By guest blogger JEF SMITH
It is good news that the Department of Health has appointed Professor Deborah Sturdy as it first strategic advisor for social care nursing. Overdue, one might say, as the quality of nursing in social care settings has long been a cause of concern. In 2018/19 only 72% of nursing homes achieved a ‘Good’ rating from the Care Quality Commission, compared with 82% of residential care homes, and the calibre of the nursing care provided must have played an important role in this judgement. Although, in fairness, some nurses are employed in domiciliary care and community services where the ratings were somewhat better, there is clearly considerable room for improvement. Deborah Sturdy will have her work cut out.
But has she got her priorities right? The press release from Care England which welcomed her appointment contained quotes from three people, all of them in my view wide of the mark. Professor Sturdy herself said, ‘This is a significant opportunity to shine a light on the important work of nurses across the system. This role affords them a platform for their voice to be heard …’ Professor Martin Green, Care England’s chief executive, expressed the opinion that ‘Care home nurses are often under valued and do not have a sufficient voice. I hope that this appointment will correct this anomaly…’. And General Sir Adrian Bradshaw, Governor Royal Hospital Chelsea where Deborah Sturdy currently works, spoke of ‘this very important role supporting the Chief Nurse for England to recognise the important work nurses do in social care’.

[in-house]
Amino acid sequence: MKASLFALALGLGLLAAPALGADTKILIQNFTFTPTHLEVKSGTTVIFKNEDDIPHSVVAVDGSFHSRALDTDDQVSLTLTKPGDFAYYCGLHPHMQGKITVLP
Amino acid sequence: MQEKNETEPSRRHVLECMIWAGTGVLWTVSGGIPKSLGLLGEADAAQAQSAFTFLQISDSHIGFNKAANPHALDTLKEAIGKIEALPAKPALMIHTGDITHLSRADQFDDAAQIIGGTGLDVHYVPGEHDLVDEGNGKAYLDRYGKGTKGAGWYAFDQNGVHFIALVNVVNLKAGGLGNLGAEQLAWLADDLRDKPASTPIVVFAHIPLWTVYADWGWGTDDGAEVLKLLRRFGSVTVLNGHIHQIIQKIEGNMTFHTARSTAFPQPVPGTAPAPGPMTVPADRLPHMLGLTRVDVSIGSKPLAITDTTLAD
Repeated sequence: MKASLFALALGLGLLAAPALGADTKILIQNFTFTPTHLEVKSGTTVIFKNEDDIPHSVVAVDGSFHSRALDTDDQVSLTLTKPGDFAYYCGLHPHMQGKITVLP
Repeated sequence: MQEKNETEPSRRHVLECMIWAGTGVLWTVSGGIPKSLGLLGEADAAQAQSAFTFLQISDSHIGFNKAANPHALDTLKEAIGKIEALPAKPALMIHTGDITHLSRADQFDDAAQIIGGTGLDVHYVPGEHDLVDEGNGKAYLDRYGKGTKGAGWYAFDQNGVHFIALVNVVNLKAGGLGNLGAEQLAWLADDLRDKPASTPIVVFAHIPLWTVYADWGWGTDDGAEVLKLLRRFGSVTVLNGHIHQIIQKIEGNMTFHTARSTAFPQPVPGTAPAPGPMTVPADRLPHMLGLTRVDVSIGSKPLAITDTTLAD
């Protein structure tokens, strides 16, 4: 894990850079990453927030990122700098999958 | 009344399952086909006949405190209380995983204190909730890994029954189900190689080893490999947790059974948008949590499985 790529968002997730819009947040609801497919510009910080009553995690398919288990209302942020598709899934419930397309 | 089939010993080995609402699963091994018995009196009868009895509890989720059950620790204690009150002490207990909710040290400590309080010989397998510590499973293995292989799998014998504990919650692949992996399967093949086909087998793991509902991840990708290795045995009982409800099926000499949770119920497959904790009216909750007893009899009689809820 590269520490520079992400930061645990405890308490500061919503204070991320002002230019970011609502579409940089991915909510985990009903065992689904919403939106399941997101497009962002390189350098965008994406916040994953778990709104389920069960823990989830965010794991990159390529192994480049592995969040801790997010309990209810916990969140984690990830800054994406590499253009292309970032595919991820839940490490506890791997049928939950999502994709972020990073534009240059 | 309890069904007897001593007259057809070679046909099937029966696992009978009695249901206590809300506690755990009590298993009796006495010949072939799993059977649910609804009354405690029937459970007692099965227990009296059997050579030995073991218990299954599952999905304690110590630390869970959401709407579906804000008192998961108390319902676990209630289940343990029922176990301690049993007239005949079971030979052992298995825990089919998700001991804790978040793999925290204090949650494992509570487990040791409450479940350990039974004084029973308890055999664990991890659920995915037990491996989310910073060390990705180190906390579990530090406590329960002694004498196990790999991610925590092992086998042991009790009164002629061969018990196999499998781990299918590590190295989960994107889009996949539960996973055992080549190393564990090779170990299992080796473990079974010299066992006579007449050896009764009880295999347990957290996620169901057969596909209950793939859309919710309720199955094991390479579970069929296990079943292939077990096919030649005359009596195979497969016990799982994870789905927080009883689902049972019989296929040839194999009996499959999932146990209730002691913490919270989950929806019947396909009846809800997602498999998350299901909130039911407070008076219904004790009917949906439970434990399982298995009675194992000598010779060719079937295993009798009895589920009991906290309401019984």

I readily acknowledge that the status of nurses working in social care needs raising and that their voices should be heard more powerfully, but are these really the priorities? What about the quality of the nursing care itself? What about the residents, not least those with mental health problems or learning disabilities who are living in homes where the nursing care has been and continues to be poor, even abusive? Surely improving nursing care for service users should be at the top of the to do list, not nurses’ social and professional status.
Incidentally – but perhaps not coincidentally – all three of the people quoted in the press release chose to attach titles and honours to their names. A bit too status conscious?
- The CT Blog is written in a personal capacity – comments and opinions expressed are not necessarily endorsed or supported by Caring Times.